When kids break a rule, choose the consequence wisely. “Do not rely on discipline strategies (for example, a week-long grounding) that require the other parent’s participation,” says Pal. It’s unrealistic to expect your ex to co-operate, especially if he doesn’t get to spend a lot of time with the kids to begin with.
Book quality time
Sometimes divorced parents act like children themselves, competing for their kids’ attention. This can be especially true for the parent who spends less time with them. The thinking is “This is my weekend and I want to do fun things with you,” says Litvack. But this type of attitude can backfire, especially with teenagers. No matter how infrequent your visits are, a 14-year-old is probably going to want to spend more time with her friends than with you. So, just as you would have done pre-separation, save quality outings for appropriate times (for instance, don’t buy theatre tickets on a Friday night when she already has plans) and give your kids space when they need it. Above all, remember that you’re still a parent. Just because you only see the kids for a couple of days a week or even a month, don’t shy away from disciplining them. If you have to cancel an outing to the amusement park as a result of their poor behaviour, then do it.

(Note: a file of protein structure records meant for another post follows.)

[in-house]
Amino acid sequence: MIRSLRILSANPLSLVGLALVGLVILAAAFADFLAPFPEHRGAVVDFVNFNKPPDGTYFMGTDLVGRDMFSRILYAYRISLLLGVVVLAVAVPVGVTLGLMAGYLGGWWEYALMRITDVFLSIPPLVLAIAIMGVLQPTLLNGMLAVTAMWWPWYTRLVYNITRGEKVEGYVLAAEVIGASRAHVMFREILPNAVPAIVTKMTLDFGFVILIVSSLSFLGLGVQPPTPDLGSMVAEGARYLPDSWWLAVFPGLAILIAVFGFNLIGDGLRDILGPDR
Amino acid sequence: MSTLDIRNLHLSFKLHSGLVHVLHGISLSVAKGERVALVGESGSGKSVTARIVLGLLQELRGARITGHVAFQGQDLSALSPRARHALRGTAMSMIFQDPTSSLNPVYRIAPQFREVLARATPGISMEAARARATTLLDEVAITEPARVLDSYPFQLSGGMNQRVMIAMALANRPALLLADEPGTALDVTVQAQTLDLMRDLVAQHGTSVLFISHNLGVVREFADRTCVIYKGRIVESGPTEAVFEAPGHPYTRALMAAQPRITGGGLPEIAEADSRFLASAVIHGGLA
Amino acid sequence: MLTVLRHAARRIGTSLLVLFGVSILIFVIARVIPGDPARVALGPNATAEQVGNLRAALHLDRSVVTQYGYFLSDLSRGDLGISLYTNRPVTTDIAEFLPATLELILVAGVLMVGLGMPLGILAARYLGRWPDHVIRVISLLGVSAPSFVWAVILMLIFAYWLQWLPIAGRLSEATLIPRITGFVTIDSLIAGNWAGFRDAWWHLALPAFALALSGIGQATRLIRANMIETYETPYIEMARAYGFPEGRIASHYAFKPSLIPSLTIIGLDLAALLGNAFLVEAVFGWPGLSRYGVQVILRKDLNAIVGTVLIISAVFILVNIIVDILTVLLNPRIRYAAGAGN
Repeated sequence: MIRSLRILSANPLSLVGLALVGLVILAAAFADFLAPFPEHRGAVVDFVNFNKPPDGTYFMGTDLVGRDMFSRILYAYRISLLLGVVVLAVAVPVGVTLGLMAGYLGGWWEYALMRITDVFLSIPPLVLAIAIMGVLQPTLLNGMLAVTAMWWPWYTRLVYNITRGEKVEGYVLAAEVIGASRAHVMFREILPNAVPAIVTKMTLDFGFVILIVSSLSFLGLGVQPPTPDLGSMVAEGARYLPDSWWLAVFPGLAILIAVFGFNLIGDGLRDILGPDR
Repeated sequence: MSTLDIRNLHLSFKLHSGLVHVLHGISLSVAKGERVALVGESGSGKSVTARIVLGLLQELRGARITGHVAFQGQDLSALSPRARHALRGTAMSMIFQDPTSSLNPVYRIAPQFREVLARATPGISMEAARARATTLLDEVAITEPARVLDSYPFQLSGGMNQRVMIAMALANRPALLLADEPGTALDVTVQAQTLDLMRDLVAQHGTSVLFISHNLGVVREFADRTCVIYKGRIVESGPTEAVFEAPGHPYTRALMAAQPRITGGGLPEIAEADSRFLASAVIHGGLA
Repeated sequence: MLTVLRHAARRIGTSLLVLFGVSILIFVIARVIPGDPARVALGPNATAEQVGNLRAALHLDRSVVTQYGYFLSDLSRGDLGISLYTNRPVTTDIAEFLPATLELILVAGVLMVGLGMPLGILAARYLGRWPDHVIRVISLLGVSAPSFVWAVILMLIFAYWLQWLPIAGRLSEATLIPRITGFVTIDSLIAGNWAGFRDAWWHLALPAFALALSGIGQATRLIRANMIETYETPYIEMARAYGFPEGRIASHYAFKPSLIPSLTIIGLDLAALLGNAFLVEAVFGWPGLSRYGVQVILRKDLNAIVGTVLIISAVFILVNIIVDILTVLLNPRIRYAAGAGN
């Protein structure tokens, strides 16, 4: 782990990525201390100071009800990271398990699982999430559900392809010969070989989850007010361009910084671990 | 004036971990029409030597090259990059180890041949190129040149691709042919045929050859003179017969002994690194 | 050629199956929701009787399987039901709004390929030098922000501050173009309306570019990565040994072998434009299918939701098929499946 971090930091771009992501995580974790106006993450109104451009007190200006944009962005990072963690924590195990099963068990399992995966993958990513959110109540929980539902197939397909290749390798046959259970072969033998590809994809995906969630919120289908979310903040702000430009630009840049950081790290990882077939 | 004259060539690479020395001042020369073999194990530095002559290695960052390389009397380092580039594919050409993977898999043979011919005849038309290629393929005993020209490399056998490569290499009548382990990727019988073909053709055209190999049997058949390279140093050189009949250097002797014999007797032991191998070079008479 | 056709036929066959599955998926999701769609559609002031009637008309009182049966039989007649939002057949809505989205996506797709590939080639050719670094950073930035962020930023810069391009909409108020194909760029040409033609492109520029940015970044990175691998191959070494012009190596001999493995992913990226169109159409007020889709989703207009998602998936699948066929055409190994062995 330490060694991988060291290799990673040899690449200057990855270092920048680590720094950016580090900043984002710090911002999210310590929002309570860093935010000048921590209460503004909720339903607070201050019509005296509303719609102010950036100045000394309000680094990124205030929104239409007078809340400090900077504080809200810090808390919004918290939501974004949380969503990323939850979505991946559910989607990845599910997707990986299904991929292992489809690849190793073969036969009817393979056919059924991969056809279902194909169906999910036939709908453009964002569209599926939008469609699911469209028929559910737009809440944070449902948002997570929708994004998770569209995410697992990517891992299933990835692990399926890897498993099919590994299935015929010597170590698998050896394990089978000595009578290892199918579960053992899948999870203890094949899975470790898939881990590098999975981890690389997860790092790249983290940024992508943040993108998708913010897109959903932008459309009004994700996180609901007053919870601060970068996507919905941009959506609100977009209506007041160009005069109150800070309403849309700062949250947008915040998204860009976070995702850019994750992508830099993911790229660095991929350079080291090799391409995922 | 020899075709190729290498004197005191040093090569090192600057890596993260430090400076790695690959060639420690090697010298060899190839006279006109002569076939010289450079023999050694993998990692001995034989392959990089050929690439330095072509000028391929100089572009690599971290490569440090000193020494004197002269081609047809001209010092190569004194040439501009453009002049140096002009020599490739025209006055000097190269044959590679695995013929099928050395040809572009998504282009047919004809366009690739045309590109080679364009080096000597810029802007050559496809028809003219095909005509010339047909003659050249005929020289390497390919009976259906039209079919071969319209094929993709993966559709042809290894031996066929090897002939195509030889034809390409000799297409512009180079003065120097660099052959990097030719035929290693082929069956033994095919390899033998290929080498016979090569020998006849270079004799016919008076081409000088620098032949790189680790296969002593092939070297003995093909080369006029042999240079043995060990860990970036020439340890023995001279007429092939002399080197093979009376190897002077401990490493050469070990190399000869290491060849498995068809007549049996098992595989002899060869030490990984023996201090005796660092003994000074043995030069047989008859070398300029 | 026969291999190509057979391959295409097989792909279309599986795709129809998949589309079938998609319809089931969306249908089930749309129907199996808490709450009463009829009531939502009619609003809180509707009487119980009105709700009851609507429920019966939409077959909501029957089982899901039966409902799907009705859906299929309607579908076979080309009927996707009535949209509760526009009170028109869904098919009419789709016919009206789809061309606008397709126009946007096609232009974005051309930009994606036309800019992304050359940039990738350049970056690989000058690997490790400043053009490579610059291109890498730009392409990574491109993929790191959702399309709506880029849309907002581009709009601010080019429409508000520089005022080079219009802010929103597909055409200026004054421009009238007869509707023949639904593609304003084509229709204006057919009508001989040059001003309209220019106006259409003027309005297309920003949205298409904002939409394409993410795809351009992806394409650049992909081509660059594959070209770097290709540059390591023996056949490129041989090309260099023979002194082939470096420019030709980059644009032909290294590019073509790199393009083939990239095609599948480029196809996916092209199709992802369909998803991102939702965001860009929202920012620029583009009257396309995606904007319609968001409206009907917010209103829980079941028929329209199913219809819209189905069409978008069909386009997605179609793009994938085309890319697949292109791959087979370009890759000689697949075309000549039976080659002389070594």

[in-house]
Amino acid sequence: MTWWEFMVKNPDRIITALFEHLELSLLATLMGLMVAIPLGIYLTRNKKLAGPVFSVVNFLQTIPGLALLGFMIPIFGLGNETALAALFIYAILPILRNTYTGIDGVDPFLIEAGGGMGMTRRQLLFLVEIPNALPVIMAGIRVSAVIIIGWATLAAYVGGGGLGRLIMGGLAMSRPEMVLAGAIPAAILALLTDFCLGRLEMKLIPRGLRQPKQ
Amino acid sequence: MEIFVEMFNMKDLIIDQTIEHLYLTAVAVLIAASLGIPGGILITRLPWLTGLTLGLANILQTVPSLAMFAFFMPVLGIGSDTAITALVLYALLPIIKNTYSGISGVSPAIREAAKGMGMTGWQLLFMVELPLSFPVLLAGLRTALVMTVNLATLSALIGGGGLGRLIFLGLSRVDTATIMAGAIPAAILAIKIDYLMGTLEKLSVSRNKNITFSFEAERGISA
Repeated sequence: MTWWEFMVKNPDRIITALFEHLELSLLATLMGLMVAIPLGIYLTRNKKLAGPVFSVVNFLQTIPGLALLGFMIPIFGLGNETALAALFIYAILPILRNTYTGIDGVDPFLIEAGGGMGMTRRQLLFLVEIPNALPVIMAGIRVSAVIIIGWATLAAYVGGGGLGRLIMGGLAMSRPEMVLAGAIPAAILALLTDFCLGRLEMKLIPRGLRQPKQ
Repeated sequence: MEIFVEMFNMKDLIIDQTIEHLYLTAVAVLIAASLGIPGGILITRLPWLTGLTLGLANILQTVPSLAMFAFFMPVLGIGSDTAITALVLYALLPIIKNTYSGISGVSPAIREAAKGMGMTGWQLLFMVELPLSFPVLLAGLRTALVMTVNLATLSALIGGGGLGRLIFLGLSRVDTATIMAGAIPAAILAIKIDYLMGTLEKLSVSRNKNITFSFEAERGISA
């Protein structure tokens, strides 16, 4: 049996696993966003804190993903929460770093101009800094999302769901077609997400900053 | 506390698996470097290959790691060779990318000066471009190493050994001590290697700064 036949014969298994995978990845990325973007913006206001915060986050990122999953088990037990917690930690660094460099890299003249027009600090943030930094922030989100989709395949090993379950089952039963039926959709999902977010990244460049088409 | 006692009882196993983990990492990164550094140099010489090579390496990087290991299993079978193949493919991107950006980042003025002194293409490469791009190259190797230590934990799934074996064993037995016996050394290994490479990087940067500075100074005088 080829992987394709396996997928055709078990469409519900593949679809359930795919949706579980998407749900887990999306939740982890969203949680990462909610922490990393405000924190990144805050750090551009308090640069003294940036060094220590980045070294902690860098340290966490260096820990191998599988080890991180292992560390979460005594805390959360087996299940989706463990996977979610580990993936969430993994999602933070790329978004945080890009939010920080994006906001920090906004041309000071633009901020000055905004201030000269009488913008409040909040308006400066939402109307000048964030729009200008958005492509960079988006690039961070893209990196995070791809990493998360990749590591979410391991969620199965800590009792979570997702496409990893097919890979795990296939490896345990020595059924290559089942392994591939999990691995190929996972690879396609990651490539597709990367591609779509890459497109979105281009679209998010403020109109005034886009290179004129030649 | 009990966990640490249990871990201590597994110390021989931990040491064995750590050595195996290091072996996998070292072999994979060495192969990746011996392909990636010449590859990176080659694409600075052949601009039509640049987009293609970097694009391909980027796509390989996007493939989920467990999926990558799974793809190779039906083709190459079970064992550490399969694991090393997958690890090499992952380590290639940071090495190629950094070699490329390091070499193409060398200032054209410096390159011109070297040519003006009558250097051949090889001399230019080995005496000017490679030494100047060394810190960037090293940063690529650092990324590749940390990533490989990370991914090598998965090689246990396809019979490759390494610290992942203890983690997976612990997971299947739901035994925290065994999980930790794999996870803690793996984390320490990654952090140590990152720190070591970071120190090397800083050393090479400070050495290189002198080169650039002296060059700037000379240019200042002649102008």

Keep in mind...
Many rules of discipline are the same whether you’re divorced or not. But when your family is going through a painful separation, it’s important to step back and analyze your child’s behaviour as well as your own discipline strategies. Your kids are going through a rough time emotionally. They need to know that, no matter what, they still have a family — two parents who love them, and a safe and secure environment to live in.